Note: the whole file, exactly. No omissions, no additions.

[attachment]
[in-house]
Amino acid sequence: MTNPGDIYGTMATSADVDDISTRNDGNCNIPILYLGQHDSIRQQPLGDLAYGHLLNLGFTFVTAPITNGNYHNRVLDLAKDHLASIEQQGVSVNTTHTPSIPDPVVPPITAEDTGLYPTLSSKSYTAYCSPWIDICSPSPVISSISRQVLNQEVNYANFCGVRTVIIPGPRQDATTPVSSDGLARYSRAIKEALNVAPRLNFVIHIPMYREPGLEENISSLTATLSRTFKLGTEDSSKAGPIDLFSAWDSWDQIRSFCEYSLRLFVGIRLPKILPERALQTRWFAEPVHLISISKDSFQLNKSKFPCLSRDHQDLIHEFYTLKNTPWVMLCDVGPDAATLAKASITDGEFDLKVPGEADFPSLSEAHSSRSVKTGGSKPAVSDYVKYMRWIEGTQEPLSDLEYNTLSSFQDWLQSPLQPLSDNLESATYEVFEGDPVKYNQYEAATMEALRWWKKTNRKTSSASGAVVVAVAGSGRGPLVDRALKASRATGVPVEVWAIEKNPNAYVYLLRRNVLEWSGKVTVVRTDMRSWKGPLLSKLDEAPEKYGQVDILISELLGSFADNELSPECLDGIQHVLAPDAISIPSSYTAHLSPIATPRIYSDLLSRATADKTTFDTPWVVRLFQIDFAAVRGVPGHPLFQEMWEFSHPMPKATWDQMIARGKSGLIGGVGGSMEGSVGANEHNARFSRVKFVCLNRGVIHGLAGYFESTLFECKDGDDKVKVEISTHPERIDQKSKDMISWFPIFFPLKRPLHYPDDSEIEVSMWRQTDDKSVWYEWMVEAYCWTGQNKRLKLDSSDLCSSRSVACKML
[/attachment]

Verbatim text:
[in-house]
Amino acid sequence: MTNPGDIYGTMATSADVDDISTRNDGNCNIPILYLGQHDSIRQQPLGDLAYGHLLNLGFTFVTAPITNGNYHNRVLDLAKDHLASIEQQGVSVNTTHTPSIPDPVVPPITAEDTGLYPTLSSKSYTAYCSPWIDICSPSPVISSISRQVLNQEVNYANFCGVRTVIIPGPRQDATTPVSSDGLARYSRAIKEALNVAPRLNFVIHIPMYREPGLEENISSLTATLSRTFKLGTEDSSKAGPIDLFSAWDSWDQIRSFCEYSLRLFVGIRLPKILPERALQTRWFAEPVHLISISKDSFQLNKSKFPCLSRDHQDLIHEFYTLKNTPWVMLCDVGPDAATLAKASITDGEFDLKVPGEADFPSLSEAHSSRSVKTGGSKPAVSDYVKYMRWIEGTQEPLSDLEYNTLSSFQDWLQSPLQPLSDNLESATYEVFEGDPVKYNQYEAATMEALRWWKKTNRKTSSASGAVVVAVAGSGRGPLVDRALKASRATGVPVEVWAIEKNPNAYVYLLRRNVLEWSGKVTVVRTDMRSWKGPLLSKLDEAPEKYGQVDILISELLGSFADNELSPECLDGIQHVLAPDAISIPSSYTAHLSPIATPRIYSDLLSRATADKTTFDTPWVVRLFQIDFAAVRGVPGHPLFQEMWEFSHPMPKATWDQMIARGKSGLIGGVGGSMEGSVGANEHNARFSRVKFVCLNRGVIHGLAGYFESTLFECKDGDDKVKVEISTHPERIDQKSKDMISWFPIFFPLKRPLHYPDDSEIEVSMWRQTDDKSVWYEWMVEAYCWTGQNKRLKLDSSDLCSSRSVACKML